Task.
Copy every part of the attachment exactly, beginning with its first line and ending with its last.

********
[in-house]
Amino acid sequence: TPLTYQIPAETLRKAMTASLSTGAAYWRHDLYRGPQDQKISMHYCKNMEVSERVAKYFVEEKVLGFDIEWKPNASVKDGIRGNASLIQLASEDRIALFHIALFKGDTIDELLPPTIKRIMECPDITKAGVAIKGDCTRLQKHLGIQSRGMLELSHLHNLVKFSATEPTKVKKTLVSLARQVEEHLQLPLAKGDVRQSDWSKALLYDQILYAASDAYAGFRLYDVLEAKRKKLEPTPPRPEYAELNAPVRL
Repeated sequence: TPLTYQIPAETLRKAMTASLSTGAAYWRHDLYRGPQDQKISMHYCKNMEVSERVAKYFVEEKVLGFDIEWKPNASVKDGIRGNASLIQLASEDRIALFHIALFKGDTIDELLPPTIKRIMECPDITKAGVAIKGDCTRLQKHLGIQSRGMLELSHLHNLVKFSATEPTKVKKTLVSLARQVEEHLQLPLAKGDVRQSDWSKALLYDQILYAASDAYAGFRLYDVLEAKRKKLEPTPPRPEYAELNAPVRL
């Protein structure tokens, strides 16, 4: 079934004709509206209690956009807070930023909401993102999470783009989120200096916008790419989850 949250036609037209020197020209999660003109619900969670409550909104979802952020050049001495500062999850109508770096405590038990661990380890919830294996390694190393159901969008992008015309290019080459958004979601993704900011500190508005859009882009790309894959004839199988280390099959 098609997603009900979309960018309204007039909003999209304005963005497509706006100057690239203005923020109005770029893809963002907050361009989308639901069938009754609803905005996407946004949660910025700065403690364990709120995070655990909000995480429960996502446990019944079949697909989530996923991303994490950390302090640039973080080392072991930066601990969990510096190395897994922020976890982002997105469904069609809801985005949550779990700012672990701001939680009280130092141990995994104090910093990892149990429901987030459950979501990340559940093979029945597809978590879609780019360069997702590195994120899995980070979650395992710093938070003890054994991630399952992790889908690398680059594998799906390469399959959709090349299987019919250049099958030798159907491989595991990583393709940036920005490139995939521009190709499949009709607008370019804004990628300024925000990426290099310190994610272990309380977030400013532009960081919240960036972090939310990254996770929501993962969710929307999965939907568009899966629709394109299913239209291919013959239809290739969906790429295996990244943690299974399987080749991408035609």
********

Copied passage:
[in-house]
Amino acid sequence: TPLTYQIPAETLRKAMTASLSTGAAYWRHDLYRGPQDQKISMHYCKNMEVSERVAKYFVEEKVLGFDIEWKPNASVKDGIRGNASLIQLASEDRIALFHIALFKGDTIDELLPPTIKRIMECPDITKAGVAIKGDCTRLQKHLGIQSRGMLELSHLHNLVKFSATEPTKVKKTLVSLARQVEEHLQLPLAKGDVRQSDWSKALLYDQILYAASDAYAGFRLYDVLEAKRKKLEPTPPRPEYAELNAPVRL
Repeated sequence: TPLTYQIPAETLRKAMTASLSTGAAYWRHDLYRGPQDQKISMHYCKNMEVSERVAKYFVEEKVLGFDIEWKPNASVKDGIRGNASLIQLASEDRIALFHIALFKGDTIDELLPPTIKRIMECPDITKAGVAIKGDCTRLQKHLGIQSRGMLELSHLHNLVKFSATEPTKVKKTLVSLARQVEEHLQLPLAKGDVRQSDWSKALLYDQILYAASDAYAGFRLYDVLEAKRKKLEPTPPRPEYAELNAPVRL
């Protein structure tokens, strides 16, 4: 079934004709509206209690956009807070930023909401993102999470783009989120200096916008790419989850 949250036609037209020197020209999660003109619900969670409550909104979802952020050049001495500062999850109508770096405590038990661990380890919830294996390694190393159901969008992008015309290019080459958004979601993704900011500190508005859009882009790309894959004839199988280390099959 098609997603009900979309960018309204007039909003999209304005963005497509706006100057690239203005923020109005770029893809963002907050361009989308639901069938009754609803905005996407946004949660910025700065403690364990709120995070655990909000995480429960996502446990019944079949697909989530996923991303994490950390302090640039973080080392072991930066601990969990510096190395897994922020976890982002997105469904069609809801985005949550779990700012672990701001939680009280130092141990995994104090910093990892149990429901987030459950979501990340559940093979029945597809978590879609780019360069997702590195994120899995980070979650395992710093938070003890054994991630399952992790889908690398680059594998799906390469399959959709090349299987019919250049099958030798159907491989595991990583393709940036920005490139995939521009190709499949009709607008370019804004990628300024925000990426290099310190994610272990309380977030400013532009960081919240960036972090939310990254996770929501993962969710929307999965939907568009899966629709394109299913239209291919013959239809290739969906790429295996990244943690299974399987080749991408035609």